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APA · Chicago · MLA · Vancouver · CSE | Export to Zotero / EndNote / Reference Manager

APA (6th Edition):

Oh, J. H. (2011). Piracy propagation of information goods: theory, measurement and application. (Doctoral Dissertation). University of Southern California. Retrieved from http://digitallibrary.usc.edu/cdm/compoundobject/collection/p15799coll127/id/623442/rec/5054

Chicago Manual of Style (16th Edition):

Oh, Joo Hee. “Piracy propagation of information goods: theory, measurement and application.” 2011. Doctoral Dissertation, University of Southern California. Accessed October 30, 2020. http://digitallibrary.usc.edu/cdm/compoundobject/collection/p15799coll127/id/623442/rec/5054.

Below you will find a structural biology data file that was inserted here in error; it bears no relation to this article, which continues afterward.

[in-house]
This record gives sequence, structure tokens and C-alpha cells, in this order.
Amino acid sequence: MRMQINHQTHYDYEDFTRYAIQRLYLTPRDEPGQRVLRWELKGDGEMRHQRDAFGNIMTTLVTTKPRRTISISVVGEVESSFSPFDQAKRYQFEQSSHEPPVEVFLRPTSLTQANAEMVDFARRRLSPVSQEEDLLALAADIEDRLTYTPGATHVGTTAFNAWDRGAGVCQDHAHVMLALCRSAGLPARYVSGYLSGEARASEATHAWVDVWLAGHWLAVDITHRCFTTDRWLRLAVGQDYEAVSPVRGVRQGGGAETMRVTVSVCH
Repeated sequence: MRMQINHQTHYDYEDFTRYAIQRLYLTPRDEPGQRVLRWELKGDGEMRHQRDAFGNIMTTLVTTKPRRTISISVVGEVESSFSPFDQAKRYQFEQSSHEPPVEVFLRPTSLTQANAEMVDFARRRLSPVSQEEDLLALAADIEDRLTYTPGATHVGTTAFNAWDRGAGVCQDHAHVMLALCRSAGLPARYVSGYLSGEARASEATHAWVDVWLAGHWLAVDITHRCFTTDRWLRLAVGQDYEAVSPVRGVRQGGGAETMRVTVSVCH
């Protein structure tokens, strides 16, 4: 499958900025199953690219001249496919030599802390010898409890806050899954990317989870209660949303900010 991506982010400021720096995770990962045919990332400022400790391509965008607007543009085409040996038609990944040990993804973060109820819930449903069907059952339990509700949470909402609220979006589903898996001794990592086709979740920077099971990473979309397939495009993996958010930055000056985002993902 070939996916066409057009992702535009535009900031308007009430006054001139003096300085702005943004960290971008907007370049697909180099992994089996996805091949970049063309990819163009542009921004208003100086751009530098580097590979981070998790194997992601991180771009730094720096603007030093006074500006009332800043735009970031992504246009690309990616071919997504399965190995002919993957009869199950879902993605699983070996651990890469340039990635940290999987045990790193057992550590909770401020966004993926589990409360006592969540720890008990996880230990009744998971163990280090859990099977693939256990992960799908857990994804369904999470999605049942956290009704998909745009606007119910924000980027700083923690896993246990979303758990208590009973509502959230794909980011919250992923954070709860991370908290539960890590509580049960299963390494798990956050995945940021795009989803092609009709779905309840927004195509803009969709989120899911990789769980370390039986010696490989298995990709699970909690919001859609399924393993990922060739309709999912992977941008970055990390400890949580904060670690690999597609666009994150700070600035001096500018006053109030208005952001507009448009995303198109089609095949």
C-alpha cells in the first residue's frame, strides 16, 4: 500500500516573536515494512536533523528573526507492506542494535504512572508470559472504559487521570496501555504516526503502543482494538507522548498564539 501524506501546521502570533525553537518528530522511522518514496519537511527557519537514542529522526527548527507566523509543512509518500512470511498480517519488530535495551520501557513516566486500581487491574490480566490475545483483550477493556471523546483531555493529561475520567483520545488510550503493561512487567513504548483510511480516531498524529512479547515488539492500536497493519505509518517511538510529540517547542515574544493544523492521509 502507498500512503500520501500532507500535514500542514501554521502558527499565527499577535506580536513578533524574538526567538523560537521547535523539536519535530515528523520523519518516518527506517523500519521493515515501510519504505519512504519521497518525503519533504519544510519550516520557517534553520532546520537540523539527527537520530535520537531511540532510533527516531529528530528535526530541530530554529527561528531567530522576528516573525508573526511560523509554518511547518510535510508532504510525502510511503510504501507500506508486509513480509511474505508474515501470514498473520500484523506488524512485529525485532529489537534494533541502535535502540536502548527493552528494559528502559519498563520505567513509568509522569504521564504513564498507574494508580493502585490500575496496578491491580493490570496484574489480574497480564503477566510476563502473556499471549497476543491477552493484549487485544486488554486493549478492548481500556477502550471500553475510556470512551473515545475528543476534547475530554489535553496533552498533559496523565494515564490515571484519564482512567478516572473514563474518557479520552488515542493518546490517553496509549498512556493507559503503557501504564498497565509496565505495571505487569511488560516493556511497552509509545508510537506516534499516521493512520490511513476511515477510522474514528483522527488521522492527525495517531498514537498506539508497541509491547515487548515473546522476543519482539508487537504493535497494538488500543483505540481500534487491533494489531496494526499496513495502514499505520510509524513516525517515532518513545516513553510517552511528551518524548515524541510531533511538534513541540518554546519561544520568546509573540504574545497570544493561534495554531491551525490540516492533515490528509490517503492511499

MLA Handbook (7th Edition):

Oh, Joo Hee. “Piracy propagation of information goods: theory, measurement and application.” 2011. Web. 30 Oct 2020.

Vancouver:

Oh JH. Piracy propagation of information goods: theory, measurement and application. [Internet] [Doctoral dissertation]. University of Southern California; 2011. [cited 2020 Oct 30]. Available from: http://digitallibrary.usc.edu/cdm/compoundobject/collection/p15799coll127/id/623442/rec/5054.

Council of Science Editors:

Oh JH. Piracy propagation of information goods: theory, measurement and application. [Doctoral Dissertation]. University of Southern California; 2011. Available from: http://digitallibrary.usc.edu/cdm/compoundobject/collection/p15799coll127/id/623442/rec/5054


University of Southern California

3. Derdenger, Timothy P. Vertical integration and two-sided market pricing: evidence from the video game industry.

Degree: PhD, Economics, 2009, University of Southern California